July 13, 2024

Westside People

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France broke out Montreal Journal

France broke out  Montreal Journal

After the June 9 European elections, France is in a political crisis.

By deciding to dissolve the National Assembly, Emmanuel Macron made an unexpected move. The French are going to vote for their National Assembly.

French legislative elections are held in two rounds.

In the first round, the national rally of Jordan Bartella and Marine Le Pen won. We can predict it. There he confirmed the results of the European elections.


But now, since the evening of the first round, a slogan has emerged: “Not a vote for the RN”, assimilated by the organization as “extreme right”, this absurd term only serves to demonize.

He was asked.

The extreme left and the center have joined forces to besiege him. In the name of democracy, apparently.

Anti-fascism is the unconscious, because we must talk about the unconscious, because fascism has been dead for too long and deeply undermines democratic life by convincing us of the existence of imaginary demons.

What’s more: The radical left came first with this coalition game, which many find implausible.

The problem: as all opinion polls confirm it, France is ideologically on the right. Very well, too. He rejects mass immigration, wants stronger measures to combat insecurity and feels strangled by taxes. With good reason, if I can.

So France deeply wants a “right-wing” policy and it will have a left-wing policy, very left-wing.

We don’t know exactly what the next political combinations will produce, but we already know that there will be a huge gap between the decisions of the political class and the will of the people. The democratic crisis will deepen. What we call populism will become radicalized in some way.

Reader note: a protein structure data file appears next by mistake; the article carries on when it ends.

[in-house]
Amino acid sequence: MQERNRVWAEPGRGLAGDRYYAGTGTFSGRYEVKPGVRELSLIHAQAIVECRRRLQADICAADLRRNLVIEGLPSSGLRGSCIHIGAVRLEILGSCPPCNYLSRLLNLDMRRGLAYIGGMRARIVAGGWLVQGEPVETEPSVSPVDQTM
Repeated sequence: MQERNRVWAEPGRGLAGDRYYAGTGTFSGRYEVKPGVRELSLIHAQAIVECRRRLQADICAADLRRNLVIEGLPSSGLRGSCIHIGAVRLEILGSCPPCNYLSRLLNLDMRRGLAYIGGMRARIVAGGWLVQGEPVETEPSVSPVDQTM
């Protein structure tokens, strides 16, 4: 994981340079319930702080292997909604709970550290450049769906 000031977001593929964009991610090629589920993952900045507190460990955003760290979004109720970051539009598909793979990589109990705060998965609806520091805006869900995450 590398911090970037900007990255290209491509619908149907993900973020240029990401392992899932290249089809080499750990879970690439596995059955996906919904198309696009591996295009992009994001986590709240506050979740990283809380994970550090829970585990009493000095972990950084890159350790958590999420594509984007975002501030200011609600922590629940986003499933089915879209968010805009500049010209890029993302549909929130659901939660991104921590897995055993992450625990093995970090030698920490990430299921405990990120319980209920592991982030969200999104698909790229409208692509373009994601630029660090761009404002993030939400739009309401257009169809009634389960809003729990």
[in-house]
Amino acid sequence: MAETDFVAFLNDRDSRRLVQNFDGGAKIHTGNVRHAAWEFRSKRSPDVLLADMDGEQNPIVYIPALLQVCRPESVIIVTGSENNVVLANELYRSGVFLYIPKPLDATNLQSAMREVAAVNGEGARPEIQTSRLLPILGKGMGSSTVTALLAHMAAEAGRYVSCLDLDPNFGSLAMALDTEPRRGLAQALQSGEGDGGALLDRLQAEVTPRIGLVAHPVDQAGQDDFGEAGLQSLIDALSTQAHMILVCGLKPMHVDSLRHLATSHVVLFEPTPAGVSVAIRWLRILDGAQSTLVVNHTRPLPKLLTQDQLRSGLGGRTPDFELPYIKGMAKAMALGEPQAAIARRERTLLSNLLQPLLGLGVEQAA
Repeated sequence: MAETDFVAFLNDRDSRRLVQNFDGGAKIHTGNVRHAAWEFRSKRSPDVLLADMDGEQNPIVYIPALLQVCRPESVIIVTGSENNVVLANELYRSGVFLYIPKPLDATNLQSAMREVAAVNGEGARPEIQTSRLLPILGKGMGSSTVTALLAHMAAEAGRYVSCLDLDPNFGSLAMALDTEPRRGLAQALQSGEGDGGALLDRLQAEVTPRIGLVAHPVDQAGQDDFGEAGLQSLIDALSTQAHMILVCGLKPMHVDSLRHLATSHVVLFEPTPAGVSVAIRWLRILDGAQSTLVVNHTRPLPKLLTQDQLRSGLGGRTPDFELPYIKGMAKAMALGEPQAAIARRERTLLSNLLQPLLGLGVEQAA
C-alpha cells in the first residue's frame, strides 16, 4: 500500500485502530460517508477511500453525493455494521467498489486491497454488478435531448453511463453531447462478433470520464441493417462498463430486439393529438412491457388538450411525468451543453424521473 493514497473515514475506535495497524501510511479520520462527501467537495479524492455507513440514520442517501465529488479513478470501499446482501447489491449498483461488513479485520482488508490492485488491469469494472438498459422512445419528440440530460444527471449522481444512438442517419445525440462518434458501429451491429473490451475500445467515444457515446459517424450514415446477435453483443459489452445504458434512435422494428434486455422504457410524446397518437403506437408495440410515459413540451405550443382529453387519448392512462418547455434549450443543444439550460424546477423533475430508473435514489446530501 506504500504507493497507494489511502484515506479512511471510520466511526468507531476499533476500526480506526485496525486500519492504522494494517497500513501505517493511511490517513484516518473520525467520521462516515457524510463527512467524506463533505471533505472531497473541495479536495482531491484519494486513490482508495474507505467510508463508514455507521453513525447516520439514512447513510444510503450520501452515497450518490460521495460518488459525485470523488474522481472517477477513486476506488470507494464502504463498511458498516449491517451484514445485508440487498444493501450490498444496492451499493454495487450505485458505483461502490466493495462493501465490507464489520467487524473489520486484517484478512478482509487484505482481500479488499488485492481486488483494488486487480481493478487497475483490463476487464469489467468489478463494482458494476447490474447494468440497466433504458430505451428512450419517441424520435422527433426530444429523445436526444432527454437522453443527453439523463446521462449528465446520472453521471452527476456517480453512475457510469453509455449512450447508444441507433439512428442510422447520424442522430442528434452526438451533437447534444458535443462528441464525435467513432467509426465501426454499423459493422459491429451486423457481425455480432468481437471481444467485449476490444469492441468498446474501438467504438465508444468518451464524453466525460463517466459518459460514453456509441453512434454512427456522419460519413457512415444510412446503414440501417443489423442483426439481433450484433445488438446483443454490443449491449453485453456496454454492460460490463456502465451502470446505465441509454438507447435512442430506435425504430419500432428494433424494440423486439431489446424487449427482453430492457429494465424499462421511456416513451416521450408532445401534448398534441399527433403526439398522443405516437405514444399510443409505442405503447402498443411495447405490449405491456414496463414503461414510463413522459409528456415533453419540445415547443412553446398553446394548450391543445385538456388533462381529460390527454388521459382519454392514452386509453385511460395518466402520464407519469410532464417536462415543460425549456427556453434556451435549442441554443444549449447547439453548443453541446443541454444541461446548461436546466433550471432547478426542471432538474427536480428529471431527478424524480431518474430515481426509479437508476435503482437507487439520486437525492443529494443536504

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What can we take from all this from a Quebec perspective?

Let no one be spared the political crisis sweeping across the Western world.

Our societies are more divided than ever. More divided than ever. More fragmented than ever.

They no longer agree on the definition of rights, democracy, identity and the consequences of immigration.

It is not detailed.

There is no longer a common view of reality.

That means they don’t see the most basic things the same way.

This divide is not to be overcome.

We don’t really see where there is common ground between those who still believe in Western continuity, the awakened converts, and those already aligned with the emerging Islamism in our societies.


That means our societies will become increasingly polarized, torn between radically opposing views. We are entering an era of global warming of political sentiment.

Unfortunately this is the case.

We regret it, but facts are stubborn.

All Western societies face it, but France, a deeply political country, feels these tensions most violently.